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"Conducting, and the art of deep listening: A conductor's persepective."

“Conducting, and the art of deep listening: A conductor’s perspective” is a workshop on how the ability to listen is the most essential asset of the orchestral conductor. 


Ask anyone what a conductors job consists of, and they will mention the physical: beating or keeping time. Some may mention creating a mood, the ability to phrase the music or the ability to present a vision for the sound. Few mention listening. The reality is that neither a huge manual talent nor a clear artistic vision or goal, however well articulated, is of use if the conductor cannot listen. 

Listening is more than hearing. As a conductor, listening involves dropping what you expect to hear, or rather ‘suspending’ this expectation for the duration of the time that the orchestra plays. This is not to say that there isn’t an expectation. It says that both exist simultaneously. An excellent conductor has a clear concept of what he wants to achieve, and must show this with great precision, yet he/she also knows to release a certain amount of authority to the orchestra when they play.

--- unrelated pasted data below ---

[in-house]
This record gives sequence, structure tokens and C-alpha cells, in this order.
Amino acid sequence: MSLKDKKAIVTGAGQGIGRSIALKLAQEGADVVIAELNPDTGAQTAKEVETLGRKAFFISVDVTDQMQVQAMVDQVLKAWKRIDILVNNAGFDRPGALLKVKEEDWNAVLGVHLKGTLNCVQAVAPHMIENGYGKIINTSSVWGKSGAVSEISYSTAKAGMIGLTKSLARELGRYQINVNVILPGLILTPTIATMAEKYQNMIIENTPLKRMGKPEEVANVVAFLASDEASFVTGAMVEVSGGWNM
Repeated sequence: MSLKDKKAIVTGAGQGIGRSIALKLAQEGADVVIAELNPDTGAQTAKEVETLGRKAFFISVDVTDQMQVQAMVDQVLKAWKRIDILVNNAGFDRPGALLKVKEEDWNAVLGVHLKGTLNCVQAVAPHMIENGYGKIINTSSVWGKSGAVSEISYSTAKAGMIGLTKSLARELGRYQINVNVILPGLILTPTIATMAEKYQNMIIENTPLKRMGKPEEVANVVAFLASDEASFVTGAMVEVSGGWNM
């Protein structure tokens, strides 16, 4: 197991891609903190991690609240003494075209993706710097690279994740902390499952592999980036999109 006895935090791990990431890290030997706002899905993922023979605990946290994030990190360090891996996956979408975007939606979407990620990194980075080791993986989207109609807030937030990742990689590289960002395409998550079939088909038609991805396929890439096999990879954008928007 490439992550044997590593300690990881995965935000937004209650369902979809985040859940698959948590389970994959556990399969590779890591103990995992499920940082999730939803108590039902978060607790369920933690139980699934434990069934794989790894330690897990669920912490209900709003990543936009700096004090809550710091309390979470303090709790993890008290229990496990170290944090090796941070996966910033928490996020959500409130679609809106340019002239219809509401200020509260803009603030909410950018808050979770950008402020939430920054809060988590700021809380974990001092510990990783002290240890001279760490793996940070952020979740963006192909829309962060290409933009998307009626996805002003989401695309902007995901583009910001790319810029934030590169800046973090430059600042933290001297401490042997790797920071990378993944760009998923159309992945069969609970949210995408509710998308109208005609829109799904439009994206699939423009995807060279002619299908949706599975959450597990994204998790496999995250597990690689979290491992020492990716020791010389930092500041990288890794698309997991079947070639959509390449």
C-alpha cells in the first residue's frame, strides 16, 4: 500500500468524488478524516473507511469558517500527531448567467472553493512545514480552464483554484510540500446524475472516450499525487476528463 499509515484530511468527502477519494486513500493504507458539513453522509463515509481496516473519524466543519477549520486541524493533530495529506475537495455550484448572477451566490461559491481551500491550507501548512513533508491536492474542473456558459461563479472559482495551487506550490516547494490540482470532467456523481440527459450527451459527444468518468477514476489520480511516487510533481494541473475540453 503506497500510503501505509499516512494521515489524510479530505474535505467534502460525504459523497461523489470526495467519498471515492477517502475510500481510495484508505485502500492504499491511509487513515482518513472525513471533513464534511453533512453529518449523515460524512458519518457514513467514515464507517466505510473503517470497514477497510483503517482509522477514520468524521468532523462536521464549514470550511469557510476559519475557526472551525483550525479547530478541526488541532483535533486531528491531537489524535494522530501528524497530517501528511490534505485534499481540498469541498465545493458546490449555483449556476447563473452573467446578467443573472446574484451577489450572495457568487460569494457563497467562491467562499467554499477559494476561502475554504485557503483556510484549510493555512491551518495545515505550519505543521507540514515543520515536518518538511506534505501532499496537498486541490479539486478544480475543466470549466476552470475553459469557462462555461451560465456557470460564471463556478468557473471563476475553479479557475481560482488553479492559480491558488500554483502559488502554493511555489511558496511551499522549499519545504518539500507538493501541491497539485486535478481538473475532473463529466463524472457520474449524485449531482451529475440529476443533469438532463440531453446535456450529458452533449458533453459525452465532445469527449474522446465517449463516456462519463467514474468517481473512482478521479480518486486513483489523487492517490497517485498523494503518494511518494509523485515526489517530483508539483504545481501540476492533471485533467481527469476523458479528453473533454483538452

This is a very finely tuned balancing act. This ‘suspension’ is all the more difficult because the conductor is constantly giving a signal of what he wants to hear through his manual gesture. He must however ‘leave room’ to react to what the musicians are playing, to what he is receiving. 

The philosopher Hans Georg Gadamer calls this ‘suspension’ “fore conception of completeness”. He describes that when we read a text, we automatically assume it is correct. When we don’t understand part of a text, we find the fault in ourselves and try to ‘heal’ the text. “Understanding….requires…the fundamental suspension of our prejudices. But all suspension of judgements and hence….of prejudices, has the logical structure of a question. The essence of the question is to open up possibilities and keep them open.”


This workshop, with live symphony orchestra, allows the participant a unique opportunity to physically sit in the orchestra and listen to what the conductor hears. A combination of didactical and experiential components, and allowing for a collaborative exchange, this unique workshop focuses on the listening skills of the orchestral conductor, and how these skills might apply to different professional settings.


Duration: Half day